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Hales Corners — Neither rain nor sleet nor a snowstorm kept Live Out Loud Charity from selling baked goods and promoting the organization's anti-bullying efforts in Hales Corners.

The Dec. 17 bake sale was the first Live Out Loud awareness event in the Hales Corners area, and one of the first Nancy Steinle organized as the newly appointed Mrs. Worldwide Wisconsin Ambassador for the organization.

Live Out Loud, which began as a non-profit in Illinois in 2010, focuses on suicide prevention, anti-bullying, and core character development. Through their many ambassadors in 20 different states and eight countries, Live Out Loud seeks to "serve those at risk of committing suicide and help stop this preventable cause of death from continually happening across the world," according to their mission statement.

On a mission

Steinle hopes to spread Live Out Loud's mission throughout the area where she grew up.

She was born and raised in Wisconsin and has lived in Franklin, Hales Corners, Greendale, Greenfield and West Allis. She currently lives in Oak Creek with her husband and two children.

"Their mission is important to me because I experienced bullying throughout grade school, which impacted me greatly," Steinle said. "Being bullied due to my hair, my clothes, and my friends all added up. I did not know how to handle bullying back then, so I was became antisocial and kept to myself, hoping it would end.

"The fact that Live Out Loud Charity provides people with an outlet to speak and not be judged is huge and I relate to that. That is why this charity means so much to me; because everyone needs to be heard.

As an ambassador, Steinle organizes and attends awareness events, fundraisers and chamber events and also speaks to groups of children at schools about Live Out Loud's programs.

More than a sale

The bake sale was in part a fundraiser and awareness event. Each visitor received a packet of information with statistics about bullying, suicide prevention resources, and places to find mentors.

The money raised, a total of $127, will go toward bringing Live Out Loud's presentations to low-income schools in the greater Milwaukee area, either in assemblies, afterschool programs, or small group presentations.

Through these presentations, the organization seeks to teach kids about different character development or anti-bullying tactics, split up into four different programs, each for a different audience or age group: Core Character Development, Take a Stand Movement, QPR Institute, and STAR Anti-bullying.

Reversing effects

Sherrie Gearheart, Live Out Loud's founder, says that bullying, which can often inspire youth to commit suicide, is a critical problem for youth, especially in today's digital age.

"Statistics show 80 or 90 percent of all people have been cyberbullied. It's so prevalent," Gearheart said. "I hear the cries of the parents and the cries of the teens and the girls and boys who have to get off Facebook, Snapchat, Twitter (because they are being bullied.) It isn't just one social media platform; it's many. And there's no escaping it (social media) if you want to have a life."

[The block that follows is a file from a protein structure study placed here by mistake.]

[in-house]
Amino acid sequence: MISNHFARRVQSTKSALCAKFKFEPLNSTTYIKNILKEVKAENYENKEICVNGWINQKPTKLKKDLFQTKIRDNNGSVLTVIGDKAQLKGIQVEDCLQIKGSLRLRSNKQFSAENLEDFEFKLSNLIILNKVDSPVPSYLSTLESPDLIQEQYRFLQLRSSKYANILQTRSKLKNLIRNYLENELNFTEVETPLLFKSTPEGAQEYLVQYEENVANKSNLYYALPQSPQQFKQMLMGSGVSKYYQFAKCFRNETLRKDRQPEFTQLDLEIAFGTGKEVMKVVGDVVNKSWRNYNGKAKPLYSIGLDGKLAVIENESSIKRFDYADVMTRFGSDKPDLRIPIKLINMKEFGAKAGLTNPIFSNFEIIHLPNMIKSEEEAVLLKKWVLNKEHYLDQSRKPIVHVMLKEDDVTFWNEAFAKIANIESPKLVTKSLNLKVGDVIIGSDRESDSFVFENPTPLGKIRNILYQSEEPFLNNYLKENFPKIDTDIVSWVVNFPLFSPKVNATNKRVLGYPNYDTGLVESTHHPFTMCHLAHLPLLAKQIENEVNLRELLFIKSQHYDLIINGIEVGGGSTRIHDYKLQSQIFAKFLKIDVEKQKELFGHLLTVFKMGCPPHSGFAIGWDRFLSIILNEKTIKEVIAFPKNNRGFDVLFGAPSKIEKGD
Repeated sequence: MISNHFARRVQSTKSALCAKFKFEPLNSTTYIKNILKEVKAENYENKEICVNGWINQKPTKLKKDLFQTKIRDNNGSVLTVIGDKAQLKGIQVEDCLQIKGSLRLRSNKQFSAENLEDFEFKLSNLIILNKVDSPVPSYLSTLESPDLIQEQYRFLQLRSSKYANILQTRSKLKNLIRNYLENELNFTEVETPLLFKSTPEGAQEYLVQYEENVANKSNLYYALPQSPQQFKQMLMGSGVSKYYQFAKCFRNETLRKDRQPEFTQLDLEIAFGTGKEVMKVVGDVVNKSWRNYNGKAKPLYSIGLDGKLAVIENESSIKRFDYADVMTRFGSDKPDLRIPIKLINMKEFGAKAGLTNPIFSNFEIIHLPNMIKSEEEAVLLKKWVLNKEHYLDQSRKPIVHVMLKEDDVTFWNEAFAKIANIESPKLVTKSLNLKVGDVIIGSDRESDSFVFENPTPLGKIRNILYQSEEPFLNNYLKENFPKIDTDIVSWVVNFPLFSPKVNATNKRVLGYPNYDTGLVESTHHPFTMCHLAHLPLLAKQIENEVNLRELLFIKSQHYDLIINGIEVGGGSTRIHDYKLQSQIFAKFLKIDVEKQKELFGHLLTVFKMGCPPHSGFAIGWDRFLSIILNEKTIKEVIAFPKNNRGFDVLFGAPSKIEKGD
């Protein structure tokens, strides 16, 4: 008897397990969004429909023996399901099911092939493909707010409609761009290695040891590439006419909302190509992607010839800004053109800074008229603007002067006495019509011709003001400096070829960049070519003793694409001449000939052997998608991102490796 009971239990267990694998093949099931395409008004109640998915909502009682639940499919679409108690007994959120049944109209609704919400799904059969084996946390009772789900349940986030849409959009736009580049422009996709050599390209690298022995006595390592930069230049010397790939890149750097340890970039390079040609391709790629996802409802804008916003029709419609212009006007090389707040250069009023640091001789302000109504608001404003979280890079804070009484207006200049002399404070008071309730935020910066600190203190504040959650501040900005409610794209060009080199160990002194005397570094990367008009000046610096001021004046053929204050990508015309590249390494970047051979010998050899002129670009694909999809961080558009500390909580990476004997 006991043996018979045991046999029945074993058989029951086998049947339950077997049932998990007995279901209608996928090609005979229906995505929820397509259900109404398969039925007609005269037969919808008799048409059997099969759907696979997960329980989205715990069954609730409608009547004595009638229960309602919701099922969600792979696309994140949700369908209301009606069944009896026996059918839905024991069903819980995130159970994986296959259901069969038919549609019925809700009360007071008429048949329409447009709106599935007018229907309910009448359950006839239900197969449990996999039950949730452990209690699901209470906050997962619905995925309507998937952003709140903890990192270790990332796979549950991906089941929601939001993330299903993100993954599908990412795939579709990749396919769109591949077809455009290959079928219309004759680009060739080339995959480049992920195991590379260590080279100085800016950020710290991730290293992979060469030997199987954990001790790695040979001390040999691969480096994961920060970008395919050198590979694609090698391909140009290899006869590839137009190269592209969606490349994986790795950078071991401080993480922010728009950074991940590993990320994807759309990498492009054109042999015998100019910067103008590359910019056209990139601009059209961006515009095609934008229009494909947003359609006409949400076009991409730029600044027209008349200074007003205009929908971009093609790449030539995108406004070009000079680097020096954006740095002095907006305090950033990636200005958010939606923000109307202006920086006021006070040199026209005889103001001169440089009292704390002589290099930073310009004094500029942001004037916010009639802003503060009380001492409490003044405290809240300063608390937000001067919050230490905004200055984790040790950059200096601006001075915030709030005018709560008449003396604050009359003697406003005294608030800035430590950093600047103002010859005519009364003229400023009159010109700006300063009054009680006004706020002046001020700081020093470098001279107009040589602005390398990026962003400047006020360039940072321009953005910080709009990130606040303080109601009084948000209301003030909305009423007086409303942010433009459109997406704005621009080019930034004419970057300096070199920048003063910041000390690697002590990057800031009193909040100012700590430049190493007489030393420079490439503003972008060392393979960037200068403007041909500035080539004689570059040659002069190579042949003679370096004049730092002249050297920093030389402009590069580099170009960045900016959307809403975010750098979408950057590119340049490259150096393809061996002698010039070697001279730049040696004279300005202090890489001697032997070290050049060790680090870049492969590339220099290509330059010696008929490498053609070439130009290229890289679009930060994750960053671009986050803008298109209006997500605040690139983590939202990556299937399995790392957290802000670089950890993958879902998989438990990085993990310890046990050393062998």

Live Out Loud's different programs focus on helping kids who have been bullied, giving resources to those who cannot deal with it anymore, and teaching kids core character development, so hopefully they can stop bullying before it even starts.

In addition, many of the programs try to re-form one's self image. One exercise in their 28-day program encourages standing in front of a mirror and say thinks like, "I'm beautiful," "I'm unique," or "I'm special."

"A majority of people who stand in front of the mirror cry, because it's not something they think anymore," Gearheart said, "The whole idea is that you become a new improved you, because you learn a new habit, and the habit is speaking positively about yourself."

School message

Gearheart said the group is currently contacting schools in the area and making connections so that it will be able to start bringing the programs to the area this spring. In these programs, Steinle will have a main role speaking to the kids.

One of the things Steinle also hopes to do in these talks is break down the stereotypes about bullying.

"There is common misconception that bullies are 'tough.' They are not," Steinle said. "Tough is going up to someone to apologize or protecting someone else from being bullied. That takes real courage. That is 'tough.' We need to educate people that bringing someone down will not make you succeed. We, as a community, need to stand together and be the support system for our youth."

She added: "We all have heard the phase, 'It takes a village to raise a family.' Our community is the village. Let's be the light at the end of the tunnel when someone is struggling to break through the darkness; we have to provide the chance they need."

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